SUNDANCE 2020 FILM FESTIVAL REVIEW! The Assistant, without a doubt, leaves a lasting impression for any woman who has experienced an oppressive work environment without recourse. I don’t think there’s a woman alive who can’t relate to The Assistant’s main character Jane played by Julia Garner.
Award-winning Australian filmmaker Kitty Green’s follow-up film to her acclaimed film Casting JonBenet, The Assistant speaks directly to the raw core of people’s existence. Their underlying intentions are seen through carefully planned and purposeful filmmaking. From her cinematography to lighting choices, to set design and dialogue, Green conveys a universal story that is The Assistant.
Inspired by the #MeToo testimonies that were a result of exposing Harvey Weinstein’s predatory tactics in the entertainment business, Green tells a story that could happen in any office. Through close framing of her characters, Green subtlety builds an undertone of oppression that cannot be ignored. The film opens with Jane going to work before sunrise, and until after sunset, we watch Jane perform her duties and tasks robotically without joy or any satisfaction. She is surrounded by people who demean her while she systematically completes task after task. As you watch her take care of copying, stocking water, paying bills, organizing travel, dealing with emotional phone calls, and cleaning up messes, you appreciate Jane’s dedication.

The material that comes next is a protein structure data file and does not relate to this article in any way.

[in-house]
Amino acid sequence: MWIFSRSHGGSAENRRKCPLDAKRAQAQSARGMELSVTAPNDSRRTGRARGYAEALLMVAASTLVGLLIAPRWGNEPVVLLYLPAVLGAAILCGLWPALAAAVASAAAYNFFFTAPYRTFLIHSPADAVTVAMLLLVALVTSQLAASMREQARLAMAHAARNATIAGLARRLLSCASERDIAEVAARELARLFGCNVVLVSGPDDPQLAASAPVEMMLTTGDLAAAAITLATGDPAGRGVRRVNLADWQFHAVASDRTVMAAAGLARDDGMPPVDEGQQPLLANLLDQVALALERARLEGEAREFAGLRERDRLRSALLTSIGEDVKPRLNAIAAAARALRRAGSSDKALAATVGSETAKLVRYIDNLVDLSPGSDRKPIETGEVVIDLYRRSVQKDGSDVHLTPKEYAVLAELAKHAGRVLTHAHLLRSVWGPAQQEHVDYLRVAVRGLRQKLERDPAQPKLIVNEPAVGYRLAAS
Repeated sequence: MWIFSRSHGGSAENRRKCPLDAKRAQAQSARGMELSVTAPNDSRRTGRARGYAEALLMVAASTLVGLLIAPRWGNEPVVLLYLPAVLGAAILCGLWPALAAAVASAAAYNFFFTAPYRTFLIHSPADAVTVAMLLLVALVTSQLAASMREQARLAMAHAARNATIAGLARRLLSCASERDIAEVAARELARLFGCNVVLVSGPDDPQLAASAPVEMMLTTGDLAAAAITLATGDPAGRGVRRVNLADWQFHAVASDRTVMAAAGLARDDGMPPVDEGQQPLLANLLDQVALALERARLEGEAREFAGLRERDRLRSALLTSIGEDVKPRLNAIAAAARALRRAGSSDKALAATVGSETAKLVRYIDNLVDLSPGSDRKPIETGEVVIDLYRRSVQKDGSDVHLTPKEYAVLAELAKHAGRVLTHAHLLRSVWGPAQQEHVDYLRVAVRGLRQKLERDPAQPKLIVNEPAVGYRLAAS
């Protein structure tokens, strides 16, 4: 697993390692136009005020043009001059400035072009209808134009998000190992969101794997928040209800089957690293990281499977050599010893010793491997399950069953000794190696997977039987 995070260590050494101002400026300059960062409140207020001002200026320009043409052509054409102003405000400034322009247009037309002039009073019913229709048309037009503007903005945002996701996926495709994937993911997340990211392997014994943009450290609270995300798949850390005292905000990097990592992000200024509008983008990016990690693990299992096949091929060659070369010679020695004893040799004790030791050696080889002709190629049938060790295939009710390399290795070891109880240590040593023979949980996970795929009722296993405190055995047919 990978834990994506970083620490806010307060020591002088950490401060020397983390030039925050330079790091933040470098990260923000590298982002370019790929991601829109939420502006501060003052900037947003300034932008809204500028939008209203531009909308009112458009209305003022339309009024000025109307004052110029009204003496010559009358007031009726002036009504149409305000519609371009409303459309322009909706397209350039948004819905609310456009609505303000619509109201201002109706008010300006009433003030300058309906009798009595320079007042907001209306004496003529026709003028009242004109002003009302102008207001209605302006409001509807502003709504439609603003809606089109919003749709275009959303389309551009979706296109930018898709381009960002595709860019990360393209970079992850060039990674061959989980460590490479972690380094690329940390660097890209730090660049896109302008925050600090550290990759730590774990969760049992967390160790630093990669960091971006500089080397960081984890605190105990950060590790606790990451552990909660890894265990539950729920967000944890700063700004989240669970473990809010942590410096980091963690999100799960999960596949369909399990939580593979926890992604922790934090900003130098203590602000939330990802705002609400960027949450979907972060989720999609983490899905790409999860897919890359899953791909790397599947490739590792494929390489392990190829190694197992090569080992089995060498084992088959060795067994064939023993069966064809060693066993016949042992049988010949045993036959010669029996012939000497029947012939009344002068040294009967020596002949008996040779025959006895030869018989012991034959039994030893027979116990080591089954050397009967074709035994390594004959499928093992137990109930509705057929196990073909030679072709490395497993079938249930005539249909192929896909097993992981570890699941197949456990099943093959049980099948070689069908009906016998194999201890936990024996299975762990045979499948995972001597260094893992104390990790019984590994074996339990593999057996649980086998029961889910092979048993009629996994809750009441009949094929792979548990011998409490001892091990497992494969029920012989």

“…only to find a young, naïve girl…Jane becomes uncomfortable with this situation and decides to do something about it.”
Jane is a junior assistant to a prominent entertainment executive who remains faceless, unseen, and brash. Yet, his presence is always felt throughout the entire film via emails, phone calls, and muffled voices behind closed doors. She has landed her dream job as a film producer. When she cleans a couch and finds an earring, she returns to its owners, only to find a young, naïve girl from Idaho at a posh hotel. Jane becomes uncomfortable with this situation and decides to do something about it. After talking with the company’s human resources, she is quickly reminded of her place and who is in power. Jane is also told that she is “…not his type.” This phrase lingers and presents the real core of oppression, which Jane realizes immediately.
Word travels fast how Jane is upsetting the work environment, and now she has to apologize for stepping out-of-line. Her boyish, a*s-kissing co-workers feel the need to assist her in an apology, which makes it even harder for her to deal. She receives a response to her email telling her she’s okay and that she still has a job. As Jane misses calls from her father on his birthday, and as her boss flirts with a woman for hours in his office, the drama mounts, adding to the torment Jane endures.
Green created The Assistant from over 100 people sharing their stories with her about the industry’s culture and system. The film is a positive step in the discussion on women’s oppression in the industry.
The Assistant screened at the 2020 Sundance Film Festival.